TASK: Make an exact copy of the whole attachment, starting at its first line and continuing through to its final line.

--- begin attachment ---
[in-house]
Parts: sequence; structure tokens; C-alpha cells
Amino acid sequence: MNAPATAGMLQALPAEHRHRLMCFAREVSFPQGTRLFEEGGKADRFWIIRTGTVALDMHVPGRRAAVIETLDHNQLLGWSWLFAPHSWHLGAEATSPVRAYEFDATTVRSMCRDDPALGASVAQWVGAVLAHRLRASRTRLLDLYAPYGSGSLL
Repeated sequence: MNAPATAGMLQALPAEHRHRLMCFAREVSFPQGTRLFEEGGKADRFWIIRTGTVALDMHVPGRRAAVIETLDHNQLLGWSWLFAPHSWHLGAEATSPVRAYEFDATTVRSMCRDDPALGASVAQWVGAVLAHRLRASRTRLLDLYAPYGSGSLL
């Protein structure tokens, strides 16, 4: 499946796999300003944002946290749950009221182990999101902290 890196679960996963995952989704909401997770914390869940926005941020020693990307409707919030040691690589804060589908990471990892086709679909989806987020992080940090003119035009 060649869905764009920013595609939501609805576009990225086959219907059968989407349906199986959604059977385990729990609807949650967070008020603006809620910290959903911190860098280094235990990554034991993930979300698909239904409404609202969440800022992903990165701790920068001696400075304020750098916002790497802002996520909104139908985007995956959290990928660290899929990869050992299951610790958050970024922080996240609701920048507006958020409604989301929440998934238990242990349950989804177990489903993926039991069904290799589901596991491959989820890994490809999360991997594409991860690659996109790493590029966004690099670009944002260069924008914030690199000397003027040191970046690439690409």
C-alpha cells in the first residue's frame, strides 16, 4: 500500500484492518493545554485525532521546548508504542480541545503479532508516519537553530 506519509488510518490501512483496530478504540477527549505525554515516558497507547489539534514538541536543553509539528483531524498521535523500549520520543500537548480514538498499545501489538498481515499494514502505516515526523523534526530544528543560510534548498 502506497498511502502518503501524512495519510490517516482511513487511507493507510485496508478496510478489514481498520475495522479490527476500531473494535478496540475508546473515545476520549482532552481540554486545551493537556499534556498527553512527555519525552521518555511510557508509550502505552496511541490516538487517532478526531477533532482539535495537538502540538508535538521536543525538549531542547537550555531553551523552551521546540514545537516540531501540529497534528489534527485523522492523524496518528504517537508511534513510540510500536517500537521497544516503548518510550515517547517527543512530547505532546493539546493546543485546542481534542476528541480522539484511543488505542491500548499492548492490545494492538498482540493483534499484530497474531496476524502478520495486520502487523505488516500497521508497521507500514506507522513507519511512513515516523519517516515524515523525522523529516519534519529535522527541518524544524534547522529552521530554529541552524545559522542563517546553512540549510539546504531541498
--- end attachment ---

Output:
[in-house]
Parts: sequence; structure tokens; C-alpha cells
Amino acid sequence: MNAPATAGMLQALPAEHRHRLMCFAREVSFPQGTRLFEEGGKADRFWIIRTGTVALDMHVPGRRAAVIETLDHNQLLGWSWLFAPHSWHLGAEATSPVRAYEFDATTVRSMCRDDPALGASVAQWVGAVLAHRLRASRTRLLDLYAPYGSGSLL
Repeated sequence: MNAPATAGMLQALPAEHRHRLMCFAREVSFPQGTRLFEEGGKADRFWIIRTGTVALDMHVPGRRAAVIETLDHNQLLGWSWLFAPHSWHLGAEATSPVRAYEFDATTVRSMCRDDPALGASVAQWVGAVLAHRLRASRTRLLDLYAPYGSGSLL
């Protein structure tokens, strides 16, 4: 499946796999300003944002946290749950009221182990999101902290 890196679960996963995952989704909401997770914390869940926005941020020693990307409707919030040691690589804060589908990471990892086709679909989806987020992080940090003119035009 060649869905764009920013595609939501609805576009990225086959219907059968989407349906199986959604059977385990729990609807949650967070008020603006809620910290959903911190860098280094235990990554034991993930979300698909239904409404609202969440800022992903990165701790920068001696400075304020750098916002790497802002996520909104139908985007995956959290990928660290899929990869050992299951610790958050970024922080996240609701920048507006958020409604989301929440998934238990242990349950989804177990489903993926039991069904290799589901596991491959989820890994490809999360991997594409991860690659996109790493590029966004690099670009944002260069924008914030690199000397003027040191970046690439690409």
C-alpha cells in the first residue's frame, strides 16, 4: 500500500484492518493545554485525532521546548508504542480541545503479532508516519537553530 506519509488510518490501512483496530478504540477527549505525554515516558497507547489539534514538541536543553509539528483531524498521535523500549520520543500537548480514538498499545501489538498481515499494514502505516515526523523534526530544528543560510534548498 502506497498511502502518503501524512495519510490517516482511513487511507493507510485496508478496510478489514481498520475495522479490527476500531473494535478496540475508546473515545476520549482532552481540554486545551493537556499534556498527553512527555519525552521518555511510557508509550502505552496511541490516538487517532478526531477533532482539535495537538502540538508535538521536543525538549531542547537550555531553551523552551521546540514545537516540531501540529497534528489534527485523522492523524496518528504517537508511534513510540510500536517500537521497544516503548518510550515517547517527543512530547505532546493539546493546543485546542481534542476528541480522539484511543488505542491500548499492548492490545494492538498482540493483534499484530497474531496476524502478520495486520502487523505488516500497521508497521507500514506507522513507519511512513515516523519517516515524515523525522523529516519534519529535522527541518524544524534547522529552521530554529541552524545559522542563517546553512540549510539546504531541498